Monday, July 11, 2011

This is how I approach it

It's time for my midnight snack, and I admit that I've been staring at the bag of unopened Doritos on my table for a while. That, and the chocolate cupcake that my daughter brought home for me from ward choir practice.

But I'm resisting the temptation. It's not because they are bad for me (because we all know they are). No, it's because of how I approach fasting.

Members of The Church of Jesus Christ of Latter-day Saints typically fast once a month (usually on the first Sunday of the month). Because of my chronic health issues, fasting is something I can't easily do. We've been counseled to be wise as it relates to fasting and health. But I've struggled with what to do. Do I push myself and fast anyway? Do I just give myself a 'pass' on this one? Do I come up with an alternative "sacrifice"?

For me, the latter made sense. So -- as silly as it may sound -- I don't do treats/snacks/sweets on Sundays. I actually begin this process every Saturday evening and continue it until Monday (which may sound arbitrary, but to me, it makes it feel more deliberate). And since weekends are often family gathering times, there *is* an element of sacrifice to it. (I enjoy joining my family for a good treat!)

More than anything, it's a conscious something to try to remind myself of the law of the fast. It may not be much, but it does help me remember this law and the principles behind it, which include developing self-control, building spiritual strength, and helping the poor. (Along with the process of fasting, we contribute fast offerings every month, which are used to help those in need.)

Do any of you Mormon folk out there have health issues? If you do, what do you do regarding the fast?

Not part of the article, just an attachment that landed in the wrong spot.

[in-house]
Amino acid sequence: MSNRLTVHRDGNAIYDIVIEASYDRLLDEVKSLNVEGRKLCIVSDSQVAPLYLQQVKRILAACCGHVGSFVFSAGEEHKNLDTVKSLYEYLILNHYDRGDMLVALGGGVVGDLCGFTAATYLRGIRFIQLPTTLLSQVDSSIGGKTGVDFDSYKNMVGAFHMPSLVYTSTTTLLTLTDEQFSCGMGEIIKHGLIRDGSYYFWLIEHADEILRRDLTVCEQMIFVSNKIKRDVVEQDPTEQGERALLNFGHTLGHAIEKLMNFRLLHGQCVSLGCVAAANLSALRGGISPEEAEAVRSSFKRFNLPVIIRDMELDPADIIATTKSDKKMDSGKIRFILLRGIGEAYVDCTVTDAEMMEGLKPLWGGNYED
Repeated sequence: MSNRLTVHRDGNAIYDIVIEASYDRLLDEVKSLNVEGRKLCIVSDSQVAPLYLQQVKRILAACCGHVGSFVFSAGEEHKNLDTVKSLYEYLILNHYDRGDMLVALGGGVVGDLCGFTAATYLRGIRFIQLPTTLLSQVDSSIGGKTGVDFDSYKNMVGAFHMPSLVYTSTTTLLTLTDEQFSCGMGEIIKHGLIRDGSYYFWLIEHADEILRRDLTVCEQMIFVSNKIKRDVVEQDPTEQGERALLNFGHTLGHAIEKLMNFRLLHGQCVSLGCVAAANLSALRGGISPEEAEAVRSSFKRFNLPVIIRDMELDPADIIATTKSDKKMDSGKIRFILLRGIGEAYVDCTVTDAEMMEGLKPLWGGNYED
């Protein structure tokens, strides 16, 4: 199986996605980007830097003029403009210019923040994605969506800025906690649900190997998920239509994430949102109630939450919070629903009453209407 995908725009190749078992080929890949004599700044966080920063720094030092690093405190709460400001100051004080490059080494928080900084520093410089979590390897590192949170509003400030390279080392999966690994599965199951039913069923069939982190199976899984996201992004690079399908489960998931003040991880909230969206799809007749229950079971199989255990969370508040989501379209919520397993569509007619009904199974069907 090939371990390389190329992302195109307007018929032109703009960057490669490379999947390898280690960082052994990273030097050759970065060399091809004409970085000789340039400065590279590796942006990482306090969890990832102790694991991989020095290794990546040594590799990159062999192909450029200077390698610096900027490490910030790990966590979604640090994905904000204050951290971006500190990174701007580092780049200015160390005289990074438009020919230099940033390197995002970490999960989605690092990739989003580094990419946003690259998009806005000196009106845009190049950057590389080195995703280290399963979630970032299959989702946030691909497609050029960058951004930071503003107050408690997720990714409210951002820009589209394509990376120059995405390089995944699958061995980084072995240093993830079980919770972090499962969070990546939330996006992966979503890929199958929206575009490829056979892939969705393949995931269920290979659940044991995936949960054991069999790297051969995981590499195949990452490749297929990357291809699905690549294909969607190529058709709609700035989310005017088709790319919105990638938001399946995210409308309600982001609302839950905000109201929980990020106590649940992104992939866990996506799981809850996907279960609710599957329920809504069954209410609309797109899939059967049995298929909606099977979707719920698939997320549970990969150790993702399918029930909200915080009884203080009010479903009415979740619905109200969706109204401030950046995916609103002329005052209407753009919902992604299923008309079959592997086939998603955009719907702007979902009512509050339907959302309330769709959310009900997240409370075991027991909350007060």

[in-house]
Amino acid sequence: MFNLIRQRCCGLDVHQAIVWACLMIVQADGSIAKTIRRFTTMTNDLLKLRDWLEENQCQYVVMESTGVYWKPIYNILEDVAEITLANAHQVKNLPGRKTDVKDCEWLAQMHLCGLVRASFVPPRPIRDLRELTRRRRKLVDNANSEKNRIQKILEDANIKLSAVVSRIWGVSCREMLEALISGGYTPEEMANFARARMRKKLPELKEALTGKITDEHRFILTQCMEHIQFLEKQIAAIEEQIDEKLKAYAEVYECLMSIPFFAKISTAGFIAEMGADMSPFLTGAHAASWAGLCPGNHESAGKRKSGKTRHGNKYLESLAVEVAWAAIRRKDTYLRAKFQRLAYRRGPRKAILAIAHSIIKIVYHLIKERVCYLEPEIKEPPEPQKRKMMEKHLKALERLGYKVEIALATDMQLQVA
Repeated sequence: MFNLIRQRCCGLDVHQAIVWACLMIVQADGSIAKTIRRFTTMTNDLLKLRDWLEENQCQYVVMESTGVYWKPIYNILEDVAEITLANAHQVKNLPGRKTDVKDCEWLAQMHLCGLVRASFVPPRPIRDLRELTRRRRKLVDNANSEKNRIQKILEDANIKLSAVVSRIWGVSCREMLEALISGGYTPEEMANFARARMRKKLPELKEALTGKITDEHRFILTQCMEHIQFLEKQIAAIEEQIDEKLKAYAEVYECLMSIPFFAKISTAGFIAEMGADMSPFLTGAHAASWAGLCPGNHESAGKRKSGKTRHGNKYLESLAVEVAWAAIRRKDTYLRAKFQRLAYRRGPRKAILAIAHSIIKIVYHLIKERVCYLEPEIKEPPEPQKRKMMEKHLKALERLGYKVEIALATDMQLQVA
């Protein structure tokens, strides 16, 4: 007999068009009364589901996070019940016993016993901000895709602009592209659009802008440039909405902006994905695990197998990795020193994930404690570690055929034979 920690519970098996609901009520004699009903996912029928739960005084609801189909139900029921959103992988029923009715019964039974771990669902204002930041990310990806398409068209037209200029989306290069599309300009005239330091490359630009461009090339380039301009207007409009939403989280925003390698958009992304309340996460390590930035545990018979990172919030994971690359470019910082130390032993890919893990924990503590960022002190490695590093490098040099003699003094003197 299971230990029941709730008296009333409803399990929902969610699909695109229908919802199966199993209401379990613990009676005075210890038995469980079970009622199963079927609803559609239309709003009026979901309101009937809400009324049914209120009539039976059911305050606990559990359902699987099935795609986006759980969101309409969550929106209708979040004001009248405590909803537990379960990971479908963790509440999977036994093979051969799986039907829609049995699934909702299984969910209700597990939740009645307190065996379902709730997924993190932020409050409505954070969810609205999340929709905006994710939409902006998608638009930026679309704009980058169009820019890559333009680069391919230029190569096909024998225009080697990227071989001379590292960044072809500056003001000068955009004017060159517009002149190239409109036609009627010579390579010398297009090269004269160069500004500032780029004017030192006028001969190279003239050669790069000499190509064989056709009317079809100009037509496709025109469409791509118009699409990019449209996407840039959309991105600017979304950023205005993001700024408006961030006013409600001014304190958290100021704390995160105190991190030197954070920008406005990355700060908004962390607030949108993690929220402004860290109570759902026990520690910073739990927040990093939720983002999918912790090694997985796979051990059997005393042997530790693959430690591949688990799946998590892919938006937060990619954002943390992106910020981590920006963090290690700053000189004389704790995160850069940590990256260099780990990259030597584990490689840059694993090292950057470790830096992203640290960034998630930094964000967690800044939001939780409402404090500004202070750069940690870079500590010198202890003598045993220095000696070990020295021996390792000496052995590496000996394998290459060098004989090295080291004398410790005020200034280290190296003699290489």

1. I like this. I too have chronic health issues (kidney disease and subsequent transplant and issues surrounding that) and have medications I absolutely cannot miss and some really must be taken with food. I haven't had a "real" fast except when under medical supervision when needed for tests since my transplant.

    I know that as I strive to become more faithful (admittedly, had a few struggles the last few years), fasting is something I need to incorporate again. This, along with a post I read yesterday about keeping the Sabbath holy ( have given me some things to think about.

  2. Travis, thanks for your comment. Between my health issues and being a pregnant and nursing mom before that all hit, I can probably count on my two hands the number of times in the past decade+ that I've had a 'real' fast.

    Thanks for the link to Jeffrey's post. It was a good one. I've been thinking about Sabbath activities as well, so that was a timely post.

  3. I was unable to fast for a long time because of health issues. I, too, went with the 'no treats' approach for a while. Once my reasons for fasting morphed from health issues to pregnancy/nursing, I did away with that (for no good reason, I mostly just forgot about my original plan). One thing I could always do though was have something to "fast" about - for me this meant something to think and pray about during fast Sunday. So while I didn't go without food or drink, I did try to keep the purpose thing going.
    I'm going to start fasting again (health issues seem under control, and for the first time in 3+ years I'm not pregnant or nursing) and I'm a bit nervous - it will be a real physical challenge.

  4. Kristy, I'm sorry to hear you have had health issues. (I'm not sure I knew this.??)

    I appreciate your thoughts about having a purpose...I need to be more deliberate about that.

    I understand the nervousness. The few times I have fasted, I have felt that way -- vulnerable and worried.

  5. No health issues (other than an on-going thyroid issue), but I have spent most of my adult life either nursing or pregnant and I find that I can't fast while doing either except towards the last few months of nursing when the baby isn't eating as much (but usually that's when I get pregnant again!). I need to do better with being focused, but I do try to have a prayer in my heart and I try to eat lightly -- simple breakfast, lunch and dinner.

    On the other hand, I find that because of the times I can't fast, those rare months when I can become more meaningful to me and I've found clear direction to my heartfelt fasts.